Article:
Zinc supplementation reduces diarrhea and death in Bangladeshi children

November 08, 2002

An international team of scientists, evaluated the effectiveness of zinc therapy delivered often for a short period during diarrhea episodes in 8,070 Bangladeshi children and documented signifi-cantly lower rates of child morbidity, hospitalization and non-injury death in children treated with zinc. The incidence of diarrhea was significantly less and non-injury deaths were 50% less in children residing in areas randomized to receive zinc than in children in the comparison clus-ters. The children in the zinc areas received 20 mg elemental zinc daily for 14 days during each episode of diarrhea in addition to oral rehydration therapy (ORS). In addition, the ORS use in-creased by 20% and antibiotic use decreased by 60% in the zinc clusters. Participating researcher and author, Abdullah Baqui, MBBS, MPH, DrPH will publish these findings in the British Medical Journal on November 9th, 2002.

Despite many advances, diarrheal diseases and the resulting dehydration are still responsible for about 2 million child deaths every year. Most cases occur in developing, resource-poor countries, where children suffer from malnutrition and access to clean water, safe sanitation, and health fa-cilities are limited. A recent WHO meeting reviewed the findings of this and other zinc trials and concluded that zinc supplements are efficacious in reducing the severity and duration of diarrhea and recom-mended that additional effectiveness studies should assess the feasibility of this intervention and the effects on antibiotic use, non-diarrheal morbidity and overall child mortality.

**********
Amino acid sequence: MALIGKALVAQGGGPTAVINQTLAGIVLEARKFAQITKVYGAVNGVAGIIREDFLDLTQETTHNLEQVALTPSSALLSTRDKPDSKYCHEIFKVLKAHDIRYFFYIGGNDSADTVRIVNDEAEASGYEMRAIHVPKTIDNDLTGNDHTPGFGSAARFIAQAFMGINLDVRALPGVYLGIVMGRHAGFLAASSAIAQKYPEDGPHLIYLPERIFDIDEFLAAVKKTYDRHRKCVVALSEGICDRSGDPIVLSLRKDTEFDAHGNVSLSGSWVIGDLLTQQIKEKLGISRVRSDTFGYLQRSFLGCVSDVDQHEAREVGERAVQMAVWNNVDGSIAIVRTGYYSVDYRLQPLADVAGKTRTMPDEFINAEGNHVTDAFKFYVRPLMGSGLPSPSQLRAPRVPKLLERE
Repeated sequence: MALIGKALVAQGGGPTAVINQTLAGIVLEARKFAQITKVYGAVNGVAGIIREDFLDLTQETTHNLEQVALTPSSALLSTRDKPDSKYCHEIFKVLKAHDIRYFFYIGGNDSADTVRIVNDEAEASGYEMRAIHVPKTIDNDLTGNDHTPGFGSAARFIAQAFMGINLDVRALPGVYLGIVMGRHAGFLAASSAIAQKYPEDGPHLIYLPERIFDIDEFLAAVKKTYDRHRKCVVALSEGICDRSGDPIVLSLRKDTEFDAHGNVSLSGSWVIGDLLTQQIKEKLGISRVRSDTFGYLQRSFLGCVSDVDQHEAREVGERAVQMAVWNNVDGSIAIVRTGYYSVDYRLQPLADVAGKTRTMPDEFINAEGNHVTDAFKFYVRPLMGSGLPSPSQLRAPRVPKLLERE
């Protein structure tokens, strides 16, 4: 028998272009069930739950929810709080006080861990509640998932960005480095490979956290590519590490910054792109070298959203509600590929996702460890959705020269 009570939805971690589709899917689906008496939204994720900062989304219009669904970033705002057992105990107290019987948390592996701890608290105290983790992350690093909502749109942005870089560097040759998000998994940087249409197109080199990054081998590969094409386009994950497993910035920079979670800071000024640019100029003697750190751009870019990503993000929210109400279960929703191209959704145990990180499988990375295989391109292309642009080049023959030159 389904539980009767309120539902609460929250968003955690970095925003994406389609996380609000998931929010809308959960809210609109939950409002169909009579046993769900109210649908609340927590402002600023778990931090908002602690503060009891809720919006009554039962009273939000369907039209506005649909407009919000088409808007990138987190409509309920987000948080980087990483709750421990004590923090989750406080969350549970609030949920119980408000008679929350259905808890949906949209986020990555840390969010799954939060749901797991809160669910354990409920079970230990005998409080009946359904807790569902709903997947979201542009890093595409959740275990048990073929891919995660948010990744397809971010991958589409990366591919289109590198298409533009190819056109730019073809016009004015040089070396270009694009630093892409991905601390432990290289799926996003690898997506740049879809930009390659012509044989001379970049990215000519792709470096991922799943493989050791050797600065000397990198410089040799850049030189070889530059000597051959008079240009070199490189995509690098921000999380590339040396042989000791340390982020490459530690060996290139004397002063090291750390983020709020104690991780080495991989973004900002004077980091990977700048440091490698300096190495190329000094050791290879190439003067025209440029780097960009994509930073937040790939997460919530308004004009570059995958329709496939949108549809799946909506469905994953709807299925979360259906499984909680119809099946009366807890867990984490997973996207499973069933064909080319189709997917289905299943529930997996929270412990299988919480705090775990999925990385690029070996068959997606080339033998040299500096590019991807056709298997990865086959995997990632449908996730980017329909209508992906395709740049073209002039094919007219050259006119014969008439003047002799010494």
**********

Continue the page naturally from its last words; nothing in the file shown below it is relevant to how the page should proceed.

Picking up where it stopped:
Said researcher Baqui, associate professor, International Health, Johns Hopkins Bloomberg School of Public Health, " the lower rates of child morbidity and mortality with zinc therapy represent substantial benefits from a simple and inexpensive intervention that can be incorpo-rated within existing diarrheal disease control efforts which should significantly improve child health and survival."
-end-
Research was conducted by scientists at Johns Hopkins University Bloomberg School of Public Health, ICDDR,B: Center for Health and Population Research, Bangladesh, and London School of Hygiene and Tropical Medicine. The study was supported by the Johns Hopkins Family Health and Child Survival Cooperative Agreement and ICCDR,B Cooperative Agreement with funding from the US Agency for International Development.

If you would like further information about this study, or to arrange interviews with authors, please contact Gina M. Coco at: (410) 614-5439 E-mail: gcoco@jhsph.edu

Child Health Research Project

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